United Nations Climate Change
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by Giles Parkinson, Editor of RenewEconomy
At a time when energy storage is the talk of the renewables sector, the use of large-scale pumped hydro to store excess electricity generation has been touted by some as a cheaper and easier alternative to batteries to complement an increasingly distributed grid.
In Australia, NSW-based company, Genex Power, hopes to test this theory via plans to convert an abandoned Queensland goldmine into one of Australia’s largest pumped hydroelectric storage plants.
The $280 million, 330MW Kidston Pumped Storage Hydro Electricity Project proposes to transform the disused Kidston gold mine in northern Queensland into a large-scale hydroelectric power plant, that will store excess renewable electricity generation and then sell it directly into Australia’s National Electricity Market during times of peak demand.
It may also have a 150MW solar plant on the old mine site too, with a new proposal to build a large solar PV array to complement the pumped storage.
Genex executive director, Simon Kidston, believes pumped storage hydro generation is making a comeback in places like the US because it is the most efficient at being able to store power at a time when solar and wind generation are expanding.
As Kidston notes, it’s a well and truly mature technology: the model they will use in Queensland has been around for more than 100 years, with more than 1,000 examples in use globally and three in Australia.
Like the Tumut 3 section of the Snowy Hydro operations, pumped hydro is based on the “water at height” principle where the reservoirs have a large height differential.
This makes it particularly well suited to the Australian energy landscape, with its multitude of retired (and soon-to-be retired) mine sites.
In Victoria, for instance, it has been suggested that the Latrobe Valley open-cut brown coal pits could be converted to PHES service once they reach their use-by dates, with below-sea-level mine pits used as lower ponds, and existing cooling water reservoirs used as upper ponds.
Of course, a Latrobe Valley PHES facility would also be ideally located beneath the major electricity transmission lines that supply the Melbourne market.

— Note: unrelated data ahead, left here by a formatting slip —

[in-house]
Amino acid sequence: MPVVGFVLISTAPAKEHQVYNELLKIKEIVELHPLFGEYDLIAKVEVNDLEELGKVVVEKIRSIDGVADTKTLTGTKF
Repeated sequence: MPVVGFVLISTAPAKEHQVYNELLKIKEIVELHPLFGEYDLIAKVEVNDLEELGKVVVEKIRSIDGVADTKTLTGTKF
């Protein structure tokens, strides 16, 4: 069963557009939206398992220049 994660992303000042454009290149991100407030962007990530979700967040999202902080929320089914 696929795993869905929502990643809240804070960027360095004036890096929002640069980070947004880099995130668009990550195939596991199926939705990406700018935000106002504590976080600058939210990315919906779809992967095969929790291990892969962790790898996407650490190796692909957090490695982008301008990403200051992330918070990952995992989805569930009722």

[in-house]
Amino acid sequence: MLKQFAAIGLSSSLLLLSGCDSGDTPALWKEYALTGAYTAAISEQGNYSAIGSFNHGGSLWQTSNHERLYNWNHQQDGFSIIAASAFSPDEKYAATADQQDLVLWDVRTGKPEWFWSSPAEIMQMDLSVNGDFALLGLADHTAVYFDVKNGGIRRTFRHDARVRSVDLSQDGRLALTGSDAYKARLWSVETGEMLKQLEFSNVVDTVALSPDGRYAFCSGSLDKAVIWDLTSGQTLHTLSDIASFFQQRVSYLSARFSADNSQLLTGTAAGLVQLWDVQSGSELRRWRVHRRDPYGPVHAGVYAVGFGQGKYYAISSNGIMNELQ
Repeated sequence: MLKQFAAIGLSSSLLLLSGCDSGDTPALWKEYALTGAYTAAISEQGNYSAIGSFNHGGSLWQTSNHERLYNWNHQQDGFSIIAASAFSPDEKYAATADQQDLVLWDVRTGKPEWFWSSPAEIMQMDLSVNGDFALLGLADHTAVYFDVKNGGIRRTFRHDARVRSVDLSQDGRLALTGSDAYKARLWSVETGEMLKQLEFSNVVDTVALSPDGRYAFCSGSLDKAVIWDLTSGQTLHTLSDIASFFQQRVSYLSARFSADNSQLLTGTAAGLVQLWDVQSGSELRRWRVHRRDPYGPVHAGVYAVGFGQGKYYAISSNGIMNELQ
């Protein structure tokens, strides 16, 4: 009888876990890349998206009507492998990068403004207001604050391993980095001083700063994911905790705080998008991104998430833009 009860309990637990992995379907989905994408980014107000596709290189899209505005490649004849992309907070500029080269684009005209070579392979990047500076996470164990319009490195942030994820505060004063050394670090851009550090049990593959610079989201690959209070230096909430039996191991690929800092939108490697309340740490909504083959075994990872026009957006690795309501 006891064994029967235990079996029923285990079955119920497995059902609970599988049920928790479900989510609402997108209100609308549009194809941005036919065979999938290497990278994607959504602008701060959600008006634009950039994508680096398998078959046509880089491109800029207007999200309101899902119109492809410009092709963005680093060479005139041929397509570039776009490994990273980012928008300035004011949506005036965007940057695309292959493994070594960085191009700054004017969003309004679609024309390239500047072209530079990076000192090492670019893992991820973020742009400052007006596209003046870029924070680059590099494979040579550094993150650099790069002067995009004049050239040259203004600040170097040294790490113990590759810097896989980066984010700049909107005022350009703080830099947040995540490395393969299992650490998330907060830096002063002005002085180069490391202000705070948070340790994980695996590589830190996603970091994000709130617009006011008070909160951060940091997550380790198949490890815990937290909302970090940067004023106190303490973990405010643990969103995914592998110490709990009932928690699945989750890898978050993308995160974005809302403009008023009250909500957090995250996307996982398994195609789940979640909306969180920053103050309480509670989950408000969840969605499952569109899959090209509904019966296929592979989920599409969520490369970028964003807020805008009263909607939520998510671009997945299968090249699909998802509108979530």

And while the Kidston mine, 270km north-west of Townsville, does not quite have that same advantage, it does have some of the key characteristics required for a pumped storage power project, including two deep, adjacent pits.
“The original mine site has two pits 400 metres apart, with an ideal size and depth,” said Genex managing director Michael Addison.
“Capital expenditure requirements are comparatively low, as the site benefits significantly from mine and electricity infrastructure already in place as well as existing permits. From its time as an operating mine, the Kidston project benefits from having numerous existing approvals in place and a clear approvals pathway.”
To test this potential, Genex – which launched an initial public offer in June ahead of listing on the Australian Securities Exchange (ASX) in July – has engaged Hydro Tasmania offshoot, Entura, to conduct a feasibility study into the proposal.
Entura will also oversee subcontracted tasks, including geotechnical investigations and a bathymetric survey, and will manage environmental and planning approvals for the project site, including specialist reports and community consultation.
“Entura is a world leader in the planning, design and construction of hydro power stations and we are pleased to have engaged them to manage the bankable feasibility study process,” said Addison.
“Initial engagements… have been very positive and we look forward to working with the Entura team, which has already indicated scope for improvements on the initial project design. The Genex Board will work closely with Entura to deliver a bankable feasibility study on budget and is on track to complete the work by 30 June 2016.”
IMO 2020 is almost upon us. Readers are well aware of the impending switch to 0.5 percent fuel mandated by Annex VI of MARPOL which will cause an anticipated drop in HSFO demand, the potential hazards of new untested LSFO blends, the concerns around scrubber operations, the debate over open loop versus closed loop, and the myriad of other risks associated with the impending regulatory change.